About 200 of the firefighters battling California's deadly Camp Fire are inmates, a local ABC affiliate reports, who have joined a volunteer firefighting program through the California Department of Corrections and Rehabilitation.

The inmate firefighters earn $2 per day plus $1 per hour for their work, which is well above average for prison wages in the state. They can also receive time off their sentences. Previous blazes have seen far larger groups of inmates at work; around 2,000 participated in efforts to stop the Mendocino Complex Fire earlier this year.

Despite the training and experience inmates accrue through the firefighting program, they likely will not be able to become firefighters upon release. California firefighters are required to be licensed emergency medical technicians (EMTs), and EMT licensure can be blocked for anyone with a criminal record.

"The persistent, horrific wildfires year after year make this human rights issue even more pressing for the men and women fighting these fires every day who cannot do so once released," Katherine Katcher of Root and Rebound, which works on prison re-entry issues in California, told Reason. The state's licensing rules, Katcher said, "shut people out of living wage careers that they are trained and qualified for solely because of old, expunged, and irrelevant convictions." Bonnie Kristian


CNN will press charges over a press pass.

After the White House suspended CNN reporter Jim Acosta's press credentials last week, the news network filed a lawsuit Tuesday, arguing that Acosta's First and Fifth Amendment rights are being violated, CNN reports.

There are six defendants in the lawsuit, filed in U.S. District Court in Washington, D.C.: President Trump, White House Chief of Staff John Kelly, Press Secretary Sarah Huckabee Sanders, Deputy Chief of Staff for Communications Bill Shine, Secret Service Director Joseph Clancy, and an unnamed Secret Service officer who took away Acosta's pass.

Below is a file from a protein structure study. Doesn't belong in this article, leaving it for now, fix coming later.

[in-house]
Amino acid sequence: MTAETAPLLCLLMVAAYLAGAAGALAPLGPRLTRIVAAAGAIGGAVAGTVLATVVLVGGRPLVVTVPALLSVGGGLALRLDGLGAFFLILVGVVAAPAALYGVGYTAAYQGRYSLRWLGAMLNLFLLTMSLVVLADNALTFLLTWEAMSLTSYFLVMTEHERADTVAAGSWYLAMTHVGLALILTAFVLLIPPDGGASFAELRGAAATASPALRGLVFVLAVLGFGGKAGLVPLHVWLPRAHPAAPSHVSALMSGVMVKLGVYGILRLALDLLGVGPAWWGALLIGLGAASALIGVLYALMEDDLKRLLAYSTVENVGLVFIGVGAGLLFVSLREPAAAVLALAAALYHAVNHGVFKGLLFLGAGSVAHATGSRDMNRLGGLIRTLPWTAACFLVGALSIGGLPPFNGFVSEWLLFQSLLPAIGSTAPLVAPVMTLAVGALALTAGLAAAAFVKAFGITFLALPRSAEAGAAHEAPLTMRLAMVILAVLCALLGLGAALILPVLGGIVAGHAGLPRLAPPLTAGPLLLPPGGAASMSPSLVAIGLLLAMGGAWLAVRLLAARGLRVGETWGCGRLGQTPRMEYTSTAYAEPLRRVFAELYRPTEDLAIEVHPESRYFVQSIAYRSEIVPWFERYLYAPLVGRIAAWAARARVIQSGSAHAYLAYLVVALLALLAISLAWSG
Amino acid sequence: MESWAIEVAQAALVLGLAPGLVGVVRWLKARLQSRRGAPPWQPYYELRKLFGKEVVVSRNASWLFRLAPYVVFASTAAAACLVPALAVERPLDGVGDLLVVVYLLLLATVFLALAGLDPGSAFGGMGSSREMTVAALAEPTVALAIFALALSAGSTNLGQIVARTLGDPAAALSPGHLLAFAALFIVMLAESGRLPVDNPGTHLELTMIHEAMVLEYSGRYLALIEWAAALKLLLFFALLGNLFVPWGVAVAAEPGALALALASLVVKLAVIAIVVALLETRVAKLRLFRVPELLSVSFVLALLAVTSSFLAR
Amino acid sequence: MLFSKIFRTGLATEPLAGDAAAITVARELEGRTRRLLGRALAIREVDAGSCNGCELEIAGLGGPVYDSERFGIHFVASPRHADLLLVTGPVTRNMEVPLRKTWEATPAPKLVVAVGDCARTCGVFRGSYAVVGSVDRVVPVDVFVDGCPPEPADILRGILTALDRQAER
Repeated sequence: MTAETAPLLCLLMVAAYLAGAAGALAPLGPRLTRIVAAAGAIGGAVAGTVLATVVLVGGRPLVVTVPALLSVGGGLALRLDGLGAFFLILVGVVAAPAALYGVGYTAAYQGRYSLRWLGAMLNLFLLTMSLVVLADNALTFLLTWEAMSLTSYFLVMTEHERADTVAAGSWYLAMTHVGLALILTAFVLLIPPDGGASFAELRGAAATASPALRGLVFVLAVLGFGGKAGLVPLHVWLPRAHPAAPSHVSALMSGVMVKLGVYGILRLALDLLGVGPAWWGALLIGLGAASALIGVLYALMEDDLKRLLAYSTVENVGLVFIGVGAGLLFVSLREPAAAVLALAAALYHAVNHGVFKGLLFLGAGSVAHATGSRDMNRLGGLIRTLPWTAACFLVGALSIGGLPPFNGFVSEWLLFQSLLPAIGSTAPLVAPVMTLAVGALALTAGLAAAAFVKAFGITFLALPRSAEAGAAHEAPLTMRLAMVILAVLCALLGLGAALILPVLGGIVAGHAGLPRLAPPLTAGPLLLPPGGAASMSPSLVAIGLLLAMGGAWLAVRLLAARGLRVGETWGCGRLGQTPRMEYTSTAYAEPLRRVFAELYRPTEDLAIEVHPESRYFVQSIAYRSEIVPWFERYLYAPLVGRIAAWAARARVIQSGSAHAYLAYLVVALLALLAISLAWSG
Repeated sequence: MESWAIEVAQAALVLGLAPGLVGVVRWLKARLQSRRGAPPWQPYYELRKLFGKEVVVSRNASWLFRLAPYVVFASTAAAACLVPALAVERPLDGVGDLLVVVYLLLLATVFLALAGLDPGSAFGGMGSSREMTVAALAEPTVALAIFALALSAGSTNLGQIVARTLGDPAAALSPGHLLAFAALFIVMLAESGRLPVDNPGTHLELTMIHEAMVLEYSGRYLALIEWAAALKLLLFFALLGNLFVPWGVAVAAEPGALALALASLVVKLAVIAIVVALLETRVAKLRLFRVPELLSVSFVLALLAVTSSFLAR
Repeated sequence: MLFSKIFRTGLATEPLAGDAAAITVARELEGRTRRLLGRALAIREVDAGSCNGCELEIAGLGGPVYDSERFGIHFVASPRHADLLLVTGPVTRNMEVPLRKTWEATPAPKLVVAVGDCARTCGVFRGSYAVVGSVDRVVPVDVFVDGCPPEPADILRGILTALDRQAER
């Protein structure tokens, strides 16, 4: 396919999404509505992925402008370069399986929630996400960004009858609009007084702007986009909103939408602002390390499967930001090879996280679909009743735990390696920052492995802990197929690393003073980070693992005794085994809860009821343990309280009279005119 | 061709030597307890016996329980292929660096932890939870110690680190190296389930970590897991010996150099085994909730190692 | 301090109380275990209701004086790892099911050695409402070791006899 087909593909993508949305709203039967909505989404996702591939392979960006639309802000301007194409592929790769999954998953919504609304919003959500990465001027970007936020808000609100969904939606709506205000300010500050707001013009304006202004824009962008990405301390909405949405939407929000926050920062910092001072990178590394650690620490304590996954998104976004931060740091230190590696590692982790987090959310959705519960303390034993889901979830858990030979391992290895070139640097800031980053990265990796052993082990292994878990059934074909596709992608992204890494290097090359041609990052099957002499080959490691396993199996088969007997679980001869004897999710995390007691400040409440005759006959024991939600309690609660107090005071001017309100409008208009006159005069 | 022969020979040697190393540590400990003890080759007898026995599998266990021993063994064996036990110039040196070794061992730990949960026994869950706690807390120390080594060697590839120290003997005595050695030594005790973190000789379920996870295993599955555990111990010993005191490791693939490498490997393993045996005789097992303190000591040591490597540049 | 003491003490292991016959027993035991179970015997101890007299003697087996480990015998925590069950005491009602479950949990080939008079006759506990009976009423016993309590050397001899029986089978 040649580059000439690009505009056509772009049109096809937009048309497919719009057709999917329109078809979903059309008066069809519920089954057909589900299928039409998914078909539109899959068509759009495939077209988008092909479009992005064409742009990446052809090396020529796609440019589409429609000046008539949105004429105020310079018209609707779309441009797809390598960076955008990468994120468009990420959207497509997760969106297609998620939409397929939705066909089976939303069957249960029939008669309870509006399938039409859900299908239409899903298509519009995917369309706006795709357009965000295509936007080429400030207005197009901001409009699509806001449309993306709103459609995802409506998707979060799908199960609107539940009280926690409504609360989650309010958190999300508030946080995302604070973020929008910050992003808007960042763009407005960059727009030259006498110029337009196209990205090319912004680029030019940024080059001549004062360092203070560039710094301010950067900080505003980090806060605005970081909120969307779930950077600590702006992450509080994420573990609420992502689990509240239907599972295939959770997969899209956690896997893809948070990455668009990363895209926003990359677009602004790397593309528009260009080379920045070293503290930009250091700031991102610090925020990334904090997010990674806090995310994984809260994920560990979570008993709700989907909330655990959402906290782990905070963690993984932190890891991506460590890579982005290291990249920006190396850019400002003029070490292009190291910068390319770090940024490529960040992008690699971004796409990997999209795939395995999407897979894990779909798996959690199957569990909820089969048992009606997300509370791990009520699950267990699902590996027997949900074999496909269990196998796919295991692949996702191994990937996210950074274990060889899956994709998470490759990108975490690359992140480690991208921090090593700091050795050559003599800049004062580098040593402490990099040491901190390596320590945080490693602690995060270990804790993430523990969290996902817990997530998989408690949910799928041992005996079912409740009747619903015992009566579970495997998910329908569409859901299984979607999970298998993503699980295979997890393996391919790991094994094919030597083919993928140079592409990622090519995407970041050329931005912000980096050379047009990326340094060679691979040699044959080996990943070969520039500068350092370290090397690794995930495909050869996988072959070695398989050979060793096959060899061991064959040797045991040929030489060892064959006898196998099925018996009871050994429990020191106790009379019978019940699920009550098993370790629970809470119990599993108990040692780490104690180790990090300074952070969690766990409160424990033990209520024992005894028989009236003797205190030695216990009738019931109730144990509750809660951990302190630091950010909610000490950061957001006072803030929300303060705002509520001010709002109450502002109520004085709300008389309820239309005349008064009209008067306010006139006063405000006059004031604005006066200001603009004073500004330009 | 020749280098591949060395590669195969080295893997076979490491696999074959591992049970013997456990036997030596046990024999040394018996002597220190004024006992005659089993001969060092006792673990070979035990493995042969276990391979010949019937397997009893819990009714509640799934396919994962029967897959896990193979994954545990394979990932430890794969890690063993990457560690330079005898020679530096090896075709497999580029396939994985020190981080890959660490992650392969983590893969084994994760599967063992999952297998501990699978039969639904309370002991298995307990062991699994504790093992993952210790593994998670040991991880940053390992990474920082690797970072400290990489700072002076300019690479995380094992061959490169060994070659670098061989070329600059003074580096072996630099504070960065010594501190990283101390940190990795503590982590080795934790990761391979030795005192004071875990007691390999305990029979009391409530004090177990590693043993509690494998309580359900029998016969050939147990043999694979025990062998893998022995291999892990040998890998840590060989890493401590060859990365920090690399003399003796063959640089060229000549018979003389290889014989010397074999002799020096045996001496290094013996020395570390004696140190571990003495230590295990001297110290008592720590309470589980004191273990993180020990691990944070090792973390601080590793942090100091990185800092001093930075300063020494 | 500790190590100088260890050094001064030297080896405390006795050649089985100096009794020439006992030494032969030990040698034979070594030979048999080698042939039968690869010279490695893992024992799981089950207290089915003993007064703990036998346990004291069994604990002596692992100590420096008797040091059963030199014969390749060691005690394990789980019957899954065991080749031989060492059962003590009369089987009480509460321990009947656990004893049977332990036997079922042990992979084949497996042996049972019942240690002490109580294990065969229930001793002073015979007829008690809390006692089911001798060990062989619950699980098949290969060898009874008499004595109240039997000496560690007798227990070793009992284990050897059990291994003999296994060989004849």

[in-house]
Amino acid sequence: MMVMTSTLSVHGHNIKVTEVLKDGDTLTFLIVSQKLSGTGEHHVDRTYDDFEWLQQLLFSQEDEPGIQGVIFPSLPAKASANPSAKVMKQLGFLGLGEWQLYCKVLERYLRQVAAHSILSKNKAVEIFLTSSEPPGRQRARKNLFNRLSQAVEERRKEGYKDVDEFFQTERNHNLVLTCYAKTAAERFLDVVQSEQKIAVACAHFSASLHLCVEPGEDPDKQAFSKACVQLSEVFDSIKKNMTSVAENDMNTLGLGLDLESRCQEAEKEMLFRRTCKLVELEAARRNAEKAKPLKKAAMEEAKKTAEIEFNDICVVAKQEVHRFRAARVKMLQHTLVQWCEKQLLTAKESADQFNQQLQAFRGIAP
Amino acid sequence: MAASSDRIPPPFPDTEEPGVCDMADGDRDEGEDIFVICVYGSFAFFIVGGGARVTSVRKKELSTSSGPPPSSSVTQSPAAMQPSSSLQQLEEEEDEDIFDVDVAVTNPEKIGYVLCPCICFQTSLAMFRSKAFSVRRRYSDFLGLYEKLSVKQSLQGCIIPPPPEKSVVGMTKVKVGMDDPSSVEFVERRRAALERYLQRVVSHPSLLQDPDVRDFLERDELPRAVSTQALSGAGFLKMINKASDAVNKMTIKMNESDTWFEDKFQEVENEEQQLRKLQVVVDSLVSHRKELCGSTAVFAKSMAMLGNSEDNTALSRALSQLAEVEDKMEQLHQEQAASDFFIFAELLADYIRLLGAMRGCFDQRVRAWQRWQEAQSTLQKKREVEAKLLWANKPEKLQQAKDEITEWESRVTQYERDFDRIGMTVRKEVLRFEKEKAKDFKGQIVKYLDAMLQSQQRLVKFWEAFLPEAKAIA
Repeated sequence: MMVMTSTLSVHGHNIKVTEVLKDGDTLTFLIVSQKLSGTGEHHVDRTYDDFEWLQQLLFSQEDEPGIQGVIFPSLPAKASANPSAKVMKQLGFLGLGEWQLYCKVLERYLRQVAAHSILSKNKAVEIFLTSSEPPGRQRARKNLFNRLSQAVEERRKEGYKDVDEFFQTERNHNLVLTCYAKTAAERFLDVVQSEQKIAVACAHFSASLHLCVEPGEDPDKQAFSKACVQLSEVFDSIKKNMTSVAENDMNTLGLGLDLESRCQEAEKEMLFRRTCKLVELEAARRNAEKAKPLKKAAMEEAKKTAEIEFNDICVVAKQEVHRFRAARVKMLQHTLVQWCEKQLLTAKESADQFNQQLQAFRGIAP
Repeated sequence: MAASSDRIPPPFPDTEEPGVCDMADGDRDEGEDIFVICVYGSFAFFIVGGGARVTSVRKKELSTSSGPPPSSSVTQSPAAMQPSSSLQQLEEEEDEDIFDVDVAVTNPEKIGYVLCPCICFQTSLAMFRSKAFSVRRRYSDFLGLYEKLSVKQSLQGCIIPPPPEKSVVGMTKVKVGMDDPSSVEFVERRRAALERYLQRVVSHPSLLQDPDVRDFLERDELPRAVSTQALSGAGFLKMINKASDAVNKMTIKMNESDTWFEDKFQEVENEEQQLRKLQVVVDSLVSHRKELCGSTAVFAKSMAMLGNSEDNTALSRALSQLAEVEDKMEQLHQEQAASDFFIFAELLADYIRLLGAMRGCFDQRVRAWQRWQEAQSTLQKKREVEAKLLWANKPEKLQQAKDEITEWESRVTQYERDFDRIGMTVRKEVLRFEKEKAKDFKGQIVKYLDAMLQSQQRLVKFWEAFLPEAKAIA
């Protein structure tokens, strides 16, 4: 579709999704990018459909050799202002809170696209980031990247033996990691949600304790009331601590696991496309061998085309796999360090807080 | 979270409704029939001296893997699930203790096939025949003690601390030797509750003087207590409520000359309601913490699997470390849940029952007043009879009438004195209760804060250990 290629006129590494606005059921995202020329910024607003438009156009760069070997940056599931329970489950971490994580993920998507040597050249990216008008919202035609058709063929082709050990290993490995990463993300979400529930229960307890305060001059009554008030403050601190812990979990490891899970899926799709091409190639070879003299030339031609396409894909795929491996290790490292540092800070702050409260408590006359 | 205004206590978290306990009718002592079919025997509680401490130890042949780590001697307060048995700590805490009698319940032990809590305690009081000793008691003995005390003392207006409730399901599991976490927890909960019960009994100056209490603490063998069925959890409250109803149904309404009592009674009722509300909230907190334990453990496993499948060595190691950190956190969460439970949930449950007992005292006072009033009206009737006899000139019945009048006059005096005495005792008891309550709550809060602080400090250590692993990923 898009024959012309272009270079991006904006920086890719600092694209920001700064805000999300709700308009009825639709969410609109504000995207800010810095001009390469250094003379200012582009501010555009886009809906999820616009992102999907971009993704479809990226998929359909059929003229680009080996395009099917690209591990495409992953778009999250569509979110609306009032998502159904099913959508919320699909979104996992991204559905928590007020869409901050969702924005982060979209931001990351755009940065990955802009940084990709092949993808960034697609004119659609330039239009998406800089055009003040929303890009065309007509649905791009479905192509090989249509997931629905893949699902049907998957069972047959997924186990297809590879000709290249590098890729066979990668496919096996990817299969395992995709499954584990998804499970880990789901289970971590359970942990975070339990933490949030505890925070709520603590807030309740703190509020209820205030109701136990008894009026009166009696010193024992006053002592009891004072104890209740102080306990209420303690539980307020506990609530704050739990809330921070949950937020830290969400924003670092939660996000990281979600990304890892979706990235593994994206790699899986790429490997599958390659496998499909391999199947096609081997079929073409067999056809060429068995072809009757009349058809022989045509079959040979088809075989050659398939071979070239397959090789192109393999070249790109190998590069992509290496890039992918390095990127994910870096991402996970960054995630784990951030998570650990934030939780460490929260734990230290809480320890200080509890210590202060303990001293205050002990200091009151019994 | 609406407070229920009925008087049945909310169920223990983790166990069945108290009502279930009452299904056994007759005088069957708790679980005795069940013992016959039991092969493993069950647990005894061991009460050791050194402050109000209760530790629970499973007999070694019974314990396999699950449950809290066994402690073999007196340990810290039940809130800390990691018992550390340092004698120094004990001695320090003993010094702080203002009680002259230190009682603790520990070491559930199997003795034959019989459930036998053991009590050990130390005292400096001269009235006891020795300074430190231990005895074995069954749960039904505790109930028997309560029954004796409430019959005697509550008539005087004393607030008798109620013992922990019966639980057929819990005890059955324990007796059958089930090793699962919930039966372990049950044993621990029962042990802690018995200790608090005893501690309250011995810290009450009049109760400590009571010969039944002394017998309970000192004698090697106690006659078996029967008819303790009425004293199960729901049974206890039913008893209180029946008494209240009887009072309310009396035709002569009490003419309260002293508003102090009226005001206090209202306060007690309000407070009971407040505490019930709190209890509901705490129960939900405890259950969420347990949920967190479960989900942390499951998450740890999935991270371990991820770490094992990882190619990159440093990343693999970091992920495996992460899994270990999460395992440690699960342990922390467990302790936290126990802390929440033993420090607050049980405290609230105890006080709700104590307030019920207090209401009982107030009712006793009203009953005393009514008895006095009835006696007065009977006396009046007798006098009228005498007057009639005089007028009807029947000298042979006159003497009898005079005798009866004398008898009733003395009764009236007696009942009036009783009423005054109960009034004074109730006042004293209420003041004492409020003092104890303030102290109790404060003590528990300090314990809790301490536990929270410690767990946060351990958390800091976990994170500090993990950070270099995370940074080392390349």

Acosta's access was suspended after he would not give over the microphone to a White House intern while attempting to ask Trump a follow-up question at a press conference. The White House subsequently claimed that Acosta was being suspended because he "[placed] his hands on a young woman," releasing a deceptively sped-up video as proof. Counselor Kellyanne Conway defended this decision Sunday. "You have to show respect to the White House, to the presidency certainly, to the president," she said.

The network is seeking a preliminary injunction so that Acosta's pass can be returned, as well as a ruling that Trump can not take such actions in the future. "If left unchallenged, the actions of the White House would create a dangerous chilling effect for any journalist who covers our elected officials," CNN said. Brendan Morrow


A 26-year-old security guard at Manny's Blue Room in suburban Chicago apprehended a gunman who had opened fire in the bar early Monday, but when police arrived, they shot the guard, Jemel Roberson, who is black. He was the only one killed in the incident, though four other people were injured. "Everybody was screaming out, 'He was a security guard,' and they basically saw a black man with a gun and killed him," witness Adam Harris told Chicago's WGN.

Manny's is in Robbins, Illinois, but police from neighboring suburbs responded to the call about shots fired at the bar. It was an officer from the Midlothian Police Department who fatally shot Roberson. Illinois State Police will investigate the killing. Midlothian Police Chief Daniel Delaney did not say whether the officer who shot Roberson has been placed on administrative leave. Roberson had a valid permit to own a gun.

Roberson grew up in Wicker Park, he played the organ at several local churches, and he was studying to become a police officer. He is at least the 840th person shot and killed by a police officer in the U.S. this year, by The Washington Post's count, and one of 181 — or 22 percent — who were black. The U.S. is about 13 percent African American. Peter Weber


The results of Georgia's tight gubernatorial election were expected to be certified tomorrow, but the state — and the country — will have to wait a few more days.

A federal judge has ordered Georgia Secretary of State Robyn Crittenden to hold off on certifying the results until at least the evening of Friday, Nov. 16, The New York Times reports. Republican Brian Kemp leads Democrat Stacey Abrams in the closely-watched race with just 50.3 percent of the vote. If his lead drops below 50 percent, a runoff election will be held in December.

The delay would give the state a few more days to review the 27,000 provisional ballots cast this year, with Judge Amy Totenberg ordering counties to ensure provisional ballots are not improperly rejected, The Wall Street Journal reports. Totenberg also ordered the state to set up a hotline voters can call to ensure their provisional ballot is counted, or to find out why it was rejected.

Kemp leads by more than 50,000 votes, but Abrams has refused to concede. She would need to gain about 21,000 votes for a runoff to be triggered, per The New York Times. Brendan Morrow